Choking back intense grief, the father and brother of missing university student Robert Barrington Leigh announced Tuesday that police had found the young man's lifeless body in the river following a massive search.
With the pain of the loss etched deep in his face, John Barrington Leigh, Robert's father, thanked hundreds of volunteers who helped look for his son.
"I just have to hope that every community, when something like this happens, has the benefit from support at this level that we've had," he said, his voice cracking with emotion.
Hundreds of volunteers had been searching for the 20-year-old math and physics whiz, who studied at the University of Toronto, in the ravines and streets of Edmonton for more than a week.
They distributed more than 25,000 flyers in Edmonton, Toronto and Vancouver and set up a website.
The family took some solace in that outpouring of help from friends and complete strangers.
"I know a lot of people have been following this, and pouring their hearts into it, and we just wanted to share the news immediately," said Chris Barrington Leigh, 32, Robert's brother.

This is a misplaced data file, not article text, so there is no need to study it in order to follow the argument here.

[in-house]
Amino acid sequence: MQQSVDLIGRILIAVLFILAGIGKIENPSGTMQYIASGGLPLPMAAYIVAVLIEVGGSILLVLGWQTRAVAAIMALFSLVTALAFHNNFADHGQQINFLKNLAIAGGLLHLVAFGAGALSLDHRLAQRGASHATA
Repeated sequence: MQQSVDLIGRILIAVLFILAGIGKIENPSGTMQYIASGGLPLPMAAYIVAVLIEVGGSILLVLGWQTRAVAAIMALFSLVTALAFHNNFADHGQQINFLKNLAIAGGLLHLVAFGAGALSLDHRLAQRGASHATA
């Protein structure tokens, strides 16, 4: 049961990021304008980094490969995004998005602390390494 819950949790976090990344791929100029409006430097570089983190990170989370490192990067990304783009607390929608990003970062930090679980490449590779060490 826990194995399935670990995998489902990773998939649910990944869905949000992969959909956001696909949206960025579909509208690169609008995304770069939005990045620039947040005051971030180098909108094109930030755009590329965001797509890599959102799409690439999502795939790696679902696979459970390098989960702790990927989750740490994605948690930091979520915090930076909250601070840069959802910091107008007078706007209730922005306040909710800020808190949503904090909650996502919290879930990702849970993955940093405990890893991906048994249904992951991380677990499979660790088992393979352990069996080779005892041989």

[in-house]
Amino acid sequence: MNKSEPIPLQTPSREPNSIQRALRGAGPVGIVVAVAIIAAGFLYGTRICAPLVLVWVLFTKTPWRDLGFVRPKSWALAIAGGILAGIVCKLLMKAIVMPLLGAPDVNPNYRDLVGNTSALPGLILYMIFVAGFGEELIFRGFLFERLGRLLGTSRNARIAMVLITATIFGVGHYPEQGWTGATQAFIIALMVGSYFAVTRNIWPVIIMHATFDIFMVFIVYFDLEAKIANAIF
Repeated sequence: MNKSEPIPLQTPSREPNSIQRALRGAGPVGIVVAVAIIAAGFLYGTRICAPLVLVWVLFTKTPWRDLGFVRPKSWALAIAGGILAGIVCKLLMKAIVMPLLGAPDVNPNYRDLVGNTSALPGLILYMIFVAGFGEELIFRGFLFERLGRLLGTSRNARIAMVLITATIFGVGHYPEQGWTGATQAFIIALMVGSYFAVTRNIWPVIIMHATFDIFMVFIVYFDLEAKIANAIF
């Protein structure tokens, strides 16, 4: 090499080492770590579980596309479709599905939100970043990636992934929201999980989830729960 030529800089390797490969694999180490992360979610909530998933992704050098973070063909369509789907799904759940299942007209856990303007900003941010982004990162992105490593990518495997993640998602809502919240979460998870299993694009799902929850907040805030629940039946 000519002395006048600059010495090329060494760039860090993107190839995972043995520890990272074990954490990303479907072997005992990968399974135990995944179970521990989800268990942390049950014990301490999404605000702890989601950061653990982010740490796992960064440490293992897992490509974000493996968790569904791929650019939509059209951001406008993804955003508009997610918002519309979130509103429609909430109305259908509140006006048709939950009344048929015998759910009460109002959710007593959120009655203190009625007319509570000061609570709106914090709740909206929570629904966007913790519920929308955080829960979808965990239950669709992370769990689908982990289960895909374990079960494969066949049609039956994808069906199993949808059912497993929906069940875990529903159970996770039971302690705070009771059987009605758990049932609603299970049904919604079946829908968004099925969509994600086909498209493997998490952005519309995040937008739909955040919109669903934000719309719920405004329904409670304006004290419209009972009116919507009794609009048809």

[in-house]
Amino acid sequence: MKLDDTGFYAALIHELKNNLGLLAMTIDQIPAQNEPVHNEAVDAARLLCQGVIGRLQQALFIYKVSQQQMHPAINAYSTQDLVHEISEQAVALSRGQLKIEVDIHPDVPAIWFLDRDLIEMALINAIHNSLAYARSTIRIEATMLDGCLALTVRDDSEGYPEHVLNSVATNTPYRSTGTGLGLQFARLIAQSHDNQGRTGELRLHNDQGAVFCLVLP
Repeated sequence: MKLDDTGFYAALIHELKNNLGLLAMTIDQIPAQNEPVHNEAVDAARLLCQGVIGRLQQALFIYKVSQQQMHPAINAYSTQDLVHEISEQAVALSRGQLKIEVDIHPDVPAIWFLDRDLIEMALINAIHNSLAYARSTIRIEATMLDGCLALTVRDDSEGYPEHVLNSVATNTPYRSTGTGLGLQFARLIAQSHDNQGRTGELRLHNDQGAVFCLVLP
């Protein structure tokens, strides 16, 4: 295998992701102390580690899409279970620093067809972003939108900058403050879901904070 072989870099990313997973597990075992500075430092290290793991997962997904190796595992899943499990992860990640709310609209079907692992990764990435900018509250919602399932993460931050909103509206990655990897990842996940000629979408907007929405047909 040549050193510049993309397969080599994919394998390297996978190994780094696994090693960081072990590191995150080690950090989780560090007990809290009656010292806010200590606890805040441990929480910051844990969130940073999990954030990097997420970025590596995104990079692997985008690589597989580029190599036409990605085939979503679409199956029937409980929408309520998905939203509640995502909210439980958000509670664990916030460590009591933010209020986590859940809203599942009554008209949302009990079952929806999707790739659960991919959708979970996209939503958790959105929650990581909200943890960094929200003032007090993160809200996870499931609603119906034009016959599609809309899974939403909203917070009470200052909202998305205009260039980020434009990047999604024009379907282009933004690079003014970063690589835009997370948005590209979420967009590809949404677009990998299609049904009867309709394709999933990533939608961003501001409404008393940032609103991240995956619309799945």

Police said the body was found in the North Saskatchewan River, in downtown Edmonton, with identification belonging to Robert, who was visiting family when he disappeared Aug. 13.
No foul play was suspected, police spokeswoman Lisa Lammi said in a release.
The body was discovered by men working in a jet boat for the Edmonton water and sanitation department, she said.
An autopsy was scheduled for Wednesday.
The family confirmed the death on the website and scheduled a vigil in a riverside park Tuesday night to express their appreciation "for the amazing outpouring of support this week."
Barrington Leigh, who had already won several international math and physics competitions, was on a summer visit when he vanished after telling his parents he was taking his bike to check out the closing night of the Edmonton Folk Music Festival.
His last known communication was a brief text message he sent to his girlfriend Lucy Zhang in Italy at 11:34 p.m. that night.
"Good morning! I'm out at the moment so I can't call. Good luck on your mid-term and fondue."
There was no further activity on his cell phone records and his credit cards weren't used.
His disappearance baffled his family, who initially suspected foul play.
They pointed out the young man was friendly and happy, and never spoke of suicide or depression. His friends echoed that assessment.
His father said the family didn't want to talk about what could have led to his son's death.
"Nobody knows anything more than that we've found the body, so it's not a question that we know what's behind the file, that's still an open investigation," he said.
With files from CTV Edmonton, Global